Feature: Declining coal cities in northwest China revived by auto racing

0 Comment(s)Print E-mail Xinhua, October 12, 2020
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YINCHUAN, Oct. 12 (Xinhua) -- With engines roaring at the foot of Helan mountain in Shizuishan city in northwest China's Ningxia Hui Autonomous Region, dust mixed with coal cinder veils a yellow racing car, and the once coal-rich city is populated with car fans and 670 racing drivers from all over China.

"Pits on the tracks are beautiful, and making use of them to make the race more challenging for green hands and interesting for our old hands is really a wonderful idea," said top-class racer Han Wei, who has led his team here from east China's Zhejiang province for the rally. In the Dakar Rally which finished in January of this year, Han and his navigator Liao Min ranked No. 10.

Shizuishan was a coal-rich city, one of the 10 coal bases authorized by the Chinese government during the 1950s, when large-scale coal mines were built at the foot of Helan Mountain. However, over-exploitation resulted in ecological deterioration, and all mines within Helanshan ecological preservation area were shut down in 2017 for ecological restoration.

With coalmines shut down, many people lost their jobs and left the city. In recent years, China has advocated the combination of environmental protection and high-quality development. Following this path, Shizuishan has begun to find its lost glory in industrial ruins and developed industrial tourism, just like many other old industrial cities in China.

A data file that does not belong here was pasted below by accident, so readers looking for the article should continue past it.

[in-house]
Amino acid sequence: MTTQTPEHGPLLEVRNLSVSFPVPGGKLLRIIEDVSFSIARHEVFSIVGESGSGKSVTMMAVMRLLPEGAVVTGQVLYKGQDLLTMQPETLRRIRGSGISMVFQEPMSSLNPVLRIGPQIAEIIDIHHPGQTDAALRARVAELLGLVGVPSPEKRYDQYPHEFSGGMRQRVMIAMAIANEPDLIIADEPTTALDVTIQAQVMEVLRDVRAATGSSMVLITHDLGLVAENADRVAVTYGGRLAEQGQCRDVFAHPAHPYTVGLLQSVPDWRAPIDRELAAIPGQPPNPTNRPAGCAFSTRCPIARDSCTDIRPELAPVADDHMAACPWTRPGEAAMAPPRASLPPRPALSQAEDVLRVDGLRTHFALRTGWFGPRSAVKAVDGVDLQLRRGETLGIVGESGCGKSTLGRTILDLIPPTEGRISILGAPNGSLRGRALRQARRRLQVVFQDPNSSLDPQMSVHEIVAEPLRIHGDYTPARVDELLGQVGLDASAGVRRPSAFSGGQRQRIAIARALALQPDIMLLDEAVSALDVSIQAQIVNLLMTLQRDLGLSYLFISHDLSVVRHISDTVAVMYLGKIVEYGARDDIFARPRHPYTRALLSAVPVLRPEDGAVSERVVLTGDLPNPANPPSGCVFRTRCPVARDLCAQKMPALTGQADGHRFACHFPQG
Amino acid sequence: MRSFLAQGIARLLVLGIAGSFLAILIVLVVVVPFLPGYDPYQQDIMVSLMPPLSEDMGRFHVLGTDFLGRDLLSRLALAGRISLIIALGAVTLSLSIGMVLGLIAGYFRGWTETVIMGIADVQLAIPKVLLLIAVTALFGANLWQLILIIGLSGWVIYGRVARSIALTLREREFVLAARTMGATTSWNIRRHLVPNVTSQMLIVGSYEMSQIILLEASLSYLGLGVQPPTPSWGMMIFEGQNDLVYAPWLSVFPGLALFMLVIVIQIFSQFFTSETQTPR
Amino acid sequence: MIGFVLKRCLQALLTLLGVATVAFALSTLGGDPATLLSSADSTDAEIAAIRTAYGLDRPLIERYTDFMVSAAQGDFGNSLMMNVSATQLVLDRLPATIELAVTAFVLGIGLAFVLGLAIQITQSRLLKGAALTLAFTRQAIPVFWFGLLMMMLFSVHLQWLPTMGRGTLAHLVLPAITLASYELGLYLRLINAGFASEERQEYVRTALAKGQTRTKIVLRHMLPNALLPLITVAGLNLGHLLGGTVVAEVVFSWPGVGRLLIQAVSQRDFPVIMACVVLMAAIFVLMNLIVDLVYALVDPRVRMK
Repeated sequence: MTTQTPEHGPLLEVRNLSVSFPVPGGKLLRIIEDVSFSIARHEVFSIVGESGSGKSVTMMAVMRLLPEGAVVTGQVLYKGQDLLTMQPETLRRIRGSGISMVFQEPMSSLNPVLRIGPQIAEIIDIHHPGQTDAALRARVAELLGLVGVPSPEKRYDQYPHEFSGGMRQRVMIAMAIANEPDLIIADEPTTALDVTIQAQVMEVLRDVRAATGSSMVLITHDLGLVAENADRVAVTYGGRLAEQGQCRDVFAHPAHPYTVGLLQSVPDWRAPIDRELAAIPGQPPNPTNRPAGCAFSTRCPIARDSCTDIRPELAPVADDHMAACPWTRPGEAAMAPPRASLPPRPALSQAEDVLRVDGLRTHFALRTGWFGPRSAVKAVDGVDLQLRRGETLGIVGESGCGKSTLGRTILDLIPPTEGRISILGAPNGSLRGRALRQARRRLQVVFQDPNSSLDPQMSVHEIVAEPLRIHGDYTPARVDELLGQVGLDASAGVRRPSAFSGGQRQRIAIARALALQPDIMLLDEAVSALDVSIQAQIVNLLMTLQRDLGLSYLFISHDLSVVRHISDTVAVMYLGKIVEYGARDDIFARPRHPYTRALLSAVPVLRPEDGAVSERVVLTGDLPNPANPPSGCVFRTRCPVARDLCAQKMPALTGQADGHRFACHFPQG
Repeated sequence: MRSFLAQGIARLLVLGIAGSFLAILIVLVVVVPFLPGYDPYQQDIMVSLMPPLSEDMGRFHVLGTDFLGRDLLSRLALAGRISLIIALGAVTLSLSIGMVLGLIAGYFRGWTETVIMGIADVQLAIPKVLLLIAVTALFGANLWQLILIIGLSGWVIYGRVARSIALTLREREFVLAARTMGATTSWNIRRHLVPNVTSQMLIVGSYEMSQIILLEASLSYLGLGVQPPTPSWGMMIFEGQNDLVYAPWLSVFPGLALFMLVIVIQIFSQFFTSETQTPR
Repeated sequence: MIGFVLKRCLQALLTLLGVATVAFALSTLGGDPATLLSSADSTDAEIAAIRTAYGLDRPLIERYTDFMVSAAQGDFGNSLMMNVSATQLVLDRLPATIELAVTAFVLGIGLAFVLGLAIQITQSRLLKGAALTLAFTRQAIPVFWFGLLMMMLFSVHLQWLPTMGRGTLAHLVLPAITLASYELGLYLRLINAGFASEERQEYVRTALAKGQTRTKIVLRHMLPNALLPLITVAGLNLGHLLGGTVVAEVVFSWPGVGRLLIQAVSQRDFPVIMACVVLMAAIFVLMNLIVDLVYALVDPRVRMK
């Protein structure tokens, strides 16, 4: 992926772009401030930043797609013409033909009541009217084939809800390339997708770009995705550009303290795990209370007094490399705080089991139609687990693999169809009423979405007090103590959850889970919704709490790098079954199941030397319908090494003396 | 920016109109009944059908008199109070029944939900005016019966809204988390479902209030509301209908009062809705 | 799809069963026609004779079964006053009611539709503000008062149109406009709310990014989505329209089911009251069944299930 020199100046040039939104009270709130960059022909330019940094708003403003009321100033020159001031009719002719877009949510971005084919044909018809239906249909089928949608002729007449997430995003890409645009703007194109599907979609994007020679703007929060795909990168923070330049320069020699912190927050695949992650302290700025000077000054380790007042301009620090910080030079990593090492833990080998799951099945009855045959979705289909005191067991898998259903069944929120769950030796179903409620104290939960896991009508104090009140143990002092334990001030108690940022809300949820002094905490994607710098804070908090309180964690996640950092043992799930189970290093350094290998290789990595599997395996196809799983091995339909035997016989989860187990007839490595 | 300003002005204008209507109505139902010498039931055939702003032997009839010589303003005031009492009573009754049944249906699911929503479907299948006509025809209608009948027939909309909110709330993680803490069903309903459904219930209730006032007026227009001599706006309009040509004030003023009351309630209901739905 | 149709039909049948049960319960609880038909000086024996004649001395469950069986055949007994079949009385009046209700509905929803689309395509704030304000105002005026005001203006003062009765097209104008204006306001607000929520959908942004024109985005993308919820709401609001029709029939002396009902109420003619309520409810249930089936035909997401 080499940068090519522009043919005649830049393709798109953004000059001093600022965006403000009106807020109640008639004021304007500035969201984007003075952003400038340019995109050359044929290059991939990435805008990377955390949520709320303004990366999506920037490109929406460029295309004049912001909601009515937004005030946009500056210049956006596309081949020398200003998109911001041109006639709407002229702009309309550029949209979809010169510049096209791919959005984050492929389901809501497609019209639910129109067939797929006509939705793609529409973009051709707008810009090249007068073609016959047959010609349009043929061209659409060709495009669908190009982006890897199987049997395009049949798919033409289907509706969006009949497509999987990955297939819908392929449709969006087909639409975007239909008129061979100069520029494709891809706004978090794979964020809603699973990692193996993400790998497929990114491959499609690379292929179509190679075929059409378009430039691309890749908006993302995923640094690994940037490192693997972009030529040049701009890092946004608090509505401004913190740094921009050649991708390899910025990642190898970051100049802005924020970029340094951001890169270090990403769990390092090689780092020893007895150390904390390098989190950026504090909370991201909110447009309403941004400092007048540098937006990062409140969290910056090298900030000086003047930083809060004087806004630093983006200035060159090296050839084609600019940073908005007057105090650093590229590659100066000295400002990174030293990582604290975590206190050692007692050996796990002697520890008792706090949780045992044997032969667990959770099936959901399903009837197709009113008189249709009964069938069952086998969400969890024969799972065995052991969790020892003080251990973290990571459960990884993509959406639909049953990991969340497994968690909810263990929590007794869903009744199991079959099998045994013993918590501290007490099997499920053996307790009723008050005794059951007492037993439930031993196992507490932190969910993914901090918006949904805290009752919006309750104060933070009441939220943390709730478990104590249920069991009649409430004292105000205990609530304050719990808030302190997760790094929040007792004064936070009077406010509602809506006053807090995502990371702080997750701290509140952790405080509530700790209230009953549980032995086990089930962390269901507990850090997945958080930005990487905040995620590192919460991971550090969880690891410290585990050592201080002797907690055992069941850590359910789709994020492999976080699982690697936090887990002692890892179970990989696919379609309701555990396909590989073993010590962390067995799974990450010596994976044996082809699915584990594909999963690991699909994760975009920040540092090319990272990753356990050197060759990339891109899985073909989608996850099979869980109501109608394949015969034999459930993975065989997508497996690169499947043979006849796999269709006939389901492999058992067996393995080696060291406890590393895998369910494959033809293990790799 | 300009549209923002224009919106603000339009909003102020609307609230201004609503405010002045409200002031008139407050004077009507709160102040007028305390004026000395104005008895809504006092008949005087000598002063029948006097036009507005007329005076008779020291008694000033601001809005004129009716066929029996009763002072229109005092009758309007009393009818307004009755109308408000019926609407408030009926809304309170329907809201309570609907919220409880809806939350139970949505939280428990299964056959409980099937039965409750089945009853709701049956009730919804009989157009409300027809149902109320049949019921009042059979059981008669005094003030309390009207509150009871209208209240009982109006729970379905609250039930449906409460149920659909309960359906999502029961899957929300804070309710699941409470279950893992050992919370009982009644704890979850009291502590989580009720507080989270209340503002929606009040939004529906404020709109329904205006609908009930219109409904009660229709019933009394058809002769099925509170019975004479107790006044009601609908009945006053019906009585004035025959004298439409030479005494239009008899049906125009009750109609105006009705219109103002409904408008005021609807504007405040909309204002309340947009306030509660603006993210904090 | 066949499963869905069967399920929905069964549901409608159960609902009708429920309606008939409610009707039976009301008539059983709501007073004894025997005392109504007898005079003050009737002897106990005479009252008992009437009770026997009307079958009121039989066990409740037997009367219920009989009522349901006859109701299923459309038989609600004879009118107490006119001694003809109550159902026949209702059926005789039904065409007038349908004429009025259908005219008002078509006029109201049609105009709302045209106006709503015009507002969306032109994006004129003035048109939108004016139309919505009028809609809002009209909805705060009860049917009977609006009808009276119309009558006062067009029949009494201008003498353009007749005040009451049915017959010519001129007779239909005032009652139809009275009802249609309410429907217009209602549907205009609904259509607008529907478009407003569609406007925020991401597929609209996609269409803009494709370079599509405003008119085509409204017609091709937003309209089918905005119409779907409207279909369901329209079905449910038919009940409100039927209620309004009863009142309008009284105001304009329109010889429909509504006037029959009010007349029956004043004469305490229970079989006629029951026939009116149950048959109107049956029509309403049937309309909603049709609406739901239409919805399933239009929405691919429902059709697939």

According to He Binghai, deputy head of Dawukou district, Shizuishan, the rally has combined environmental protection, industrial tourism and sports. "We make full use of mine relics to set the track, and racers can enjoy the special view of factory ruins along the road, which can help improve the city's attractions and popularity," He said.

Lin Dewei, a 29-year-old racing driver from the Taiwan region, is deeply attracted by the beautiful natural landscape and challenging tracks in northwest China. "It's my first time to race in China's northwest, and the complicated track demanding extremely accurate control excites me so much," Lin said.

Lin is now a professional racing driver and also a coach. Since age three, Lin has gone to many places with his father, also a racing driver, who takes part in competitions. In his schooldays, all his weekends and holidays were passed by practicing car racing in mountains.

"There were no comic books or cartoons in my childhood; all my life is about car racing," Lin said.

At present, Lin's parents are doing metal fabricating in Ningxia, and he occasionally comes here for travel. "Northwest China is a wonderful place for car-racing training, because there are many landforms here such as deserts, mountains and gravel roads," Lin said, adding that he is going to make this place his training base and popularize car-racing culture for local children.

Due to the outbreak of COVID-19 this year, there are few rallies, but Lin has taken part in all kinds of racing to improve his skills.

Lin said in the first few years when he started racing, Chinese local racing cars and drivers were far behind with those in America and European countries, but the situation has greatly changed in recent years.

"Chinese racers and teams have ranked higher in many international competitions these years. You can see so many top-class racers and racing cars, even in northwest China, and this means you can see much better ones in large cities," Lin concluded. Enditem

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